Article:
June 30 (Reuters) - For the fourth straight quarter, several of the biggest U.S. banks are reporting earnings on the same day, setting up a situation that overwhelms analysts covering the industry.
In a report on Friday, Barclays analyst Jason Goldberg noted that 10 of the 19 largest banks by market value are reporting results on just two days next month, on July 14 and 21st.
"Seems excessive," he wrote.
Big bank earnings days can be a hectic and frazzled experience for analysts, who must interpret thick documents packed with financial arcana, juggle multiple conference calls with management teams, investor relations departments and clients, and meet hard deadlines to distribute a final take on whether stocks remain a buy, hold or sell.
They arrive at work before 7 a.m. to prepare for the news and often stay late into the evening working on their reports and financial models.
On July 14, analysts expect to pore through more than 200 pages of press releases, slide decks and financial supplements released by JPMorgan Chase & Co, Citigroup Inc, Wells Fargo & Co, PNC Financial Services Group and First Republic Bank before the market opens.
JPMorgan is due to start a conference call with analysts at 8:30 a.m. EDT (1330 GMT). That will be followed by PNC Financial Services Group's call beginning at 9:30 a.m, Wells Fargo at 10 a.m. and Citigroup at 11:30 a.m. Each call typically lasts an hour or more.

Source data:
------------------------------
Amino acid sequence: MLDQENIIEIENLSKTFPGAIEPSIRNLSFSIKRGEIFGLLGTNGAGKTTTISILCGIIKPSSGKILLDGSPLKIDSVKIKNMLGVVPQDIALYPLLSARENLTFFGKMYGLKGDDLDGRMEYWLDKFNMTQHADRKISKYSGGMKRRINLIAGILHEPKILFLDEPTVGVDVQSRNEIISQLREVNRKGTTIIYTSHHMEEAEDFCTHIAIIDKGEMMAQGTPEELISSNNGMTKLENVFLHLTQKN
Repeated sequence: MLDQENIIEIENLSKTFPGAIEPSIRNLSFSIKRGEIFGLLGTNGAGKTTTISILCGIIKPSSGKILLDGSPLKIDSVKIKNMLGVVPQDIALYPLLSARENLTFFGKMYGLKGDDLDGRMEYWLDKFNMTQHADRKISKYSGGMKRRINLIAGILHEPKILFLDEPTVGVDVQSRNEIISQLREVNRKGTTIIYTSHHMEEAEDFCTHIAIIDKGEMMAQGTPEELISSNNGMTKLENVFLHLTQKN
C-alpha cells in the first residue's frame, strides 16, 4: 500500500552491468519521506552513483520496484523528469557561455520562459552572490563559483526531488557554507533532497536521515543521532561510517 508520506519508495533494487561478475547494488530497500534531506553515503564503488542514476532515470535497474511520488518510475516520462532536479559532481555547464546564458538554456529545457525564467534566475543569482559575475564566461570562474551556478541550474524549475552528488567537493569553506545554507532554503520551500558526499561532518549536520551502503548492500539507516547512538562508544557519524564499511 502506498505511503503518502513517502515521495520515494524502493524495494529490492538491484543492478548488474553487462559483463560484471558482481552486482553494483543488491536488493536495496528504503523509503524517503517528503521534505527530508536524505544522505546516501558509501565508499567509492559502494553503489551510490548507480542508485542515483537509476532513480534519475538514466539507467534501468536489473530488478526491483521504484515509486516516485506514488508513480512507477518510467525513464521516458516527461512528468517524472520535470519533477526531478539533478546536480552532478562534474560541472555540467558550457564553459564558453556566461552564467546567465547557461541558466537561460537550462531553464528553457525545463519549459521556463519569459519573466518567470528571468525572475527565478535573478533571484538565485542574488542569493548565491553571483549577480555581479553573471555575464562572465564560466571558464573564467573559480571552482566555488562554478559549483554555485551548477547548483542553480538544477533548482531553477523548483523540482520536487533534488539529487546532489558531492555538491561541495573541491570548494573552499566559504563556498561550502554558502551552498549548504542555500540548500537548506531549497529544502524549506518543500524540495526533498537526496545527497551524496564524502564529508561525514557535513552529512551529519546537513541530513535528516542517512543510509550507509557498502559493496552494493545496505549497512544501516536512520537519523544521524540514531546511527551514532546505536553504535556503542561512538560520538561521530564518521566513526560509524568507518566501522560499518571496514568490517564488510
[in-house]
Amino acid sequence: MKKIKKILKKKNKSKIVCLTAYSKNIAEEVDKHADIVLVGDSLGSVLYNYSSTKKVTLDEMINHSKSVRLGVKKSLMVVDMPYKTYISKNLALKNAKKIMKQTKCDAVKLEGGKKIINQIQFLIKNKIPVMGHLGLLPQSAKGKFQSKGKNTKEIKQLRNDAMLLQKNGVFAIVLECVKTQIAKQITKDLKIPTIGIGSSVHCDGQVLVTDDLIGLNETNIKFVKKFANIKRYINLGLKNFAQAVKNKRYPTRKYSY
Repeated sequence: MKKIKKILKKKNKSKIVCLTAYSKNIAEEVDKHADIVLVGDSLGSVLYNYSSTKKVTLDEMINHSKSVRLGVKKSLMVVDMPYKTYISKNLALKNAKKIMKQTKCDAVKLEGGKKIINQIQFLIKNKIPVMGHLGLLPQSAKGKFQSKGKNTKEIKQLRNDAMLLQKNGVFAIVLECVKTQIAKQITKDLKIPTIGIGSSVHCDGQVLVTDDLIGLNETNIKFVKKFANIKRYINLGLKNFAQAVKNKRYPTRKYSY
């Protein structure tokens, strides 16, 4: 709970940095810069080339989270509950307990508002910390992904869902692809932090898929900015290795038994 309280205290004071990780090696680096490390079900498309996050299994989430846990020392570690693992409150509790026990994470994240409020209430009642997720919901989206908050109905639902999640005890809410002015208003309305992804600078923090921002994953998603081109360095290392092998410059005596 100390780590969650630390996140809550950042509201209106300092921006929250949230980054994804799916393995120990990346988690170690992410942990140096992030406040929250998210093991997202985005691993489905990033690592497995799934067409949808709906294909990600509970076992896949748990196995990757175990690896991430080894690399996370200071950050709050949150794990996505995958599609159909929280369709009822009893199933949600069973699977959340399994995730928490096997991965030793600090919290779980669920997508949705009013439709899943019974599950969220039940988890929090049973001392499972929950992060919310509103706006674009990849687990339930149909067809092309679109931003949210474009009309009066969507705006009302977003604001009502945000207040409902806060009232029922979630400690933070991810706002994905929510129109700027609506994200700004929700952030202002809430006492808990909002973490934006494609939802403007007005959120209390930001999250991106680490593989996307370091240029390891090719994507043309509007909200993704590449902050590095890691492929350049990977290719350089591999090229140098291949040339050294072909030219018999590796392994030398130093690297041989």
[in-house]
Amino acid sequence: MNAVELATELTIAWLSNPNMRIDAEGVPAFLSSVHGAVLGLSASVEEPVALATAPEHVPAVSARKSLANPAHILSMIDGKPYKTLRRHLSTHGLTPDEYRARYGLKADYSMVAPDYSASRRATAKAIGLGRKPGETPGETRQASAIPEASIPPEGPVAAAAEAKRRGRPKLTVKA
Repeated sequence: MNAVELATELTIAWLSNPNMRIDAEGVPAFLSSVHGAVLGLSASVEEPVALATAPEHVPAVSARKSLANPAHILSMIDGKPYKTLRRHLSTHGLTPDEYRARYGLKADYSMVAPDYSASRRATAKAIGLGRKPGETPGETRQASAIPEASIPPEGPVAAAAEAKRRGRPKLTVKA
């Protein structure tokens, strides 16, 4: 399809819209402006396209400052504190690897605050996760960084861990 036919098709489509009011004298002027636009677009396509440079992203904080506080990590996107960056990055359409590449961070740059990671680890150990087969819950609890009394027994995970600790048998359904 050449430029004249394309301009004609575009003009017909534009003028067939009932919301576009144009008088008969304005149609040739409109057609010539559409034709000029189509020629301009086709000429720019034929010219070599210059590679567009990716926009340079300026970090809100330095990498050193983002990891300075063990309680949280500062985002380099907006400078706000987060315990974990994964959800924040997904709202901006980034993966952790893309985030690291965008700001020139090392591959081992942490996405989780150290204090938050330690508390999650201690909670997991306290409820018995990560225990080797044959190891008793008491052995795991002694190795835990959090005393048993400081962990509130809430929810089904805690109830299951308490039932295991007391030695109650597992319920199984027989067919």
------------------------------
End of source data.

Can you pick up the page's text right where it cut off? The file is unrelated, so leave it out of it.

"It can be maddening and frenetic, particularly when all these firms are reporting in the morning before the bell," said Tyler Ventura, a research analyst with investment management firm Diamond Hill. "We're going back and forth and saying, 'What did he say on this call versus that call?'"
Until recently, it was rare to see more than two of the six biggest lenders report results on the same day. According to a Reuters analysis, that only happened twice in the 22 quarters leading up to the middle of 2016.
It is not clear what changed.
Bank representatives said earnings are determined by a combination of meeting dates for boards of directors, holidays and travel schedules of CEOs, and that banks do not coordinate with each other on scheduling.
Some banks, including JPMorgan and Wells Fargo, recently began setting earnings dates years in advance, though most still schedule the event a few months ahead of time.
Marty Mosby, a former chief financial officer of First Horizon National Corp, said chief executives he worked for were eager to report results as early as possible, to appear financially strong, even if it meant competing for attention with other banks.
But Mosby, who is now a bank stock analyst at Vining Sparks, would advocate for reporting results later so that analysts and investors could give First Horizon their full attention, rather than having to make quick decisions to buy or sell based on the headline number alone.
"If you have five banks in a day you can't get all that done," said Mosby. "It's just impossible. Three is about the most that we can really handle." (Reporting by Olivia Oran and David Henry in New York; additional reporting by Dan Freed; editing by Lauren Tara LaCapra and Tom Brown)